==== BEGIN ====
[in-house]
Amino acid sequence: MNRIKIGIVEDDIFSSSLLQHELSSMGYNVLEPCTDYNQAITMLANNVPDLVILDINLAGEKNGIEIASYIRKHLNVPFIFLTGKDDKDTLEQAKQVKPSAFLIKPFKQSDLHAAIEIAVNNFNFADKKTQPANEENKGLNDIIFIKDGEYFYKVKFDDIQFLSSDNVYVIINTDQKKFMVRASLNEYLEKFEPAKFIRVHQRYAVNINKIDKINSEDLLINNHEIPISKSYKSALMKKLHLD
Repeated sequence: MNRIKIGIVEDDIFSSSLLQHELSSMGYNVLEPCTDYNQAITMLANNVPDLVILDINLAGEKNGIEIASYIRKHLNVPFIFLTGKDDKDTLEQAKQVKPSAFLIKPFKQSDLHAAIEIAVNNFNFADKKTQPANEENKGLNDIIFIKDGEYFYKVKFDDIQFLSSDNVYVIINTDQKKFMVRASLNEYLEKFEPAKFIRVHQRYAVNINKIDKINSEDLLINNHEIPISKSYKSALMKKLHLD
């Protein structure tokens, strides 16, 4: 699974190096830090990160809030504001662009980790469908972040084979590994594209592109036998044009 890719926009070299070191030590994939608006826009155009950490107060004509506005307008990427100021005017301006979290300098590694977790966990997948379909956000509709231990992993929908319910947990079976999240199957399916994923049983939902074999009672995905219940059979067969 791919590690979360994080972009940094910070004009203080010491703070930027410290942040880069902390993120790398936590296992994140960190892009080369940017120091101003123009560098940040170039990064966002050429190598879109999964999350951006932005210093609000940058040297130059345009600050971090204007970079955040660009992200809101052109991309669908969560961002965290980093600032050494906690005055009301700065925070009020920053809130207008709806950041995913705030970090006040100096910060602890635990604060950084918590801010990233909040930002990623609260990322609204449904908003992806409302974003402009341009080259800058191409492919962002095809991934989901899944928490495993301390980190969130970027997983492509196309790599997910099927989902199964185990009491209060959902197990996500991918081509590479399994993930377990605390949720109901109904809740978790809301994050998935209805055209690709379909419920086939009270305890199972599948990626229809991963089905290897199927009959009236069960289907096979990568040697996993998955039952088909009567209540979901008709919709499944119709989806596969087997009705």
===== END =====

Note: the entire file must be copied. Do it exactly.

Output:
[in-house]
Amino acid sequence: MNRIKIGIVEDDIFSSSLLQHELSSMGYNVLEPCTDYNQAITMLANNVPDLVILDINLAGEKNGIEIASYIRKHLNVPFIFLTGKDDKDTLEQAKQVKPSAFLIKPFKQSDLHAAIEIAVNNFNFADKKTQPANEENKGLNDIIFIKDGEYFYKVKFDDIQFLSSDNVYVIINTDQKKFMVRASLNEYLEKFEPAKFIRVHQRYAVNINKIDKINSEDLLINNHEIPISKSYKSALMKKLHLD
Repeated sequence: MNRIKIGIVEDDIFSSSLLQHELSSMGYNVLEPCTDYNQAITMLANNVPDLVILDINLAGEKNGIEIASYIRKHLNVPFIFLTGKDDKDTLEQAKQVKPSAFLIKPFKQSDLHAAIEIAVNNFNFADKKTQPANEENKGLNDIIFIKDGEYFYKVKFDDIQFLSSDNVYVIINTDQKKFMVRASLNEYLEKFEPAKFIRVHQRYAVNINKIDKINSEDLLINNHEIPISKSYKSALMKKLHLD
């Protein structure tokens, strides 16, 4: 699974190096830090990160809030504001662009980790469908972040084979590994594209592109036998044009 890719926009070299070191030590994939608006826009155009950490107060004509506005307008990427100021005017301006979290300098590694977790966990997948379909956000509709231990992993929908319910947990079976999240199957399916994923049983939902074999009672995905219940059979067969 791919590690979360994080972009940094910070004009203080010491703070930027410290942040880069902390993120790398936590296992994140960190892009080369940017120091101003123009560098940040170039990064966002050429190598879109999964999350951006932005210093609000940058040297130059345009600050971090204007970079955040660009992200809101052109991309669908969560961002965290980093600032050494906690005055009301700065925070009020920053809130207008709806950041995913705030970090006040100096910060602890635990604060950084918590801010990233909040930002990623609260990322609204449904908003992806409302974003402009341009080259800058191409492919962002095809991934989901899944928490495993301390980190969130970027997983492509196309790599997910099927989902199964185990009491209060959902197990996500991918081509590479399994993930377990605390949720109901109904809740978790809301994050998935209805055209690709379909419920086939009270305890199972599948990626229809991963089905290897199927009959009236069960289907096979990568040697996993998955039952088909009567209540979901008709919709499944119709989806596969087997009705």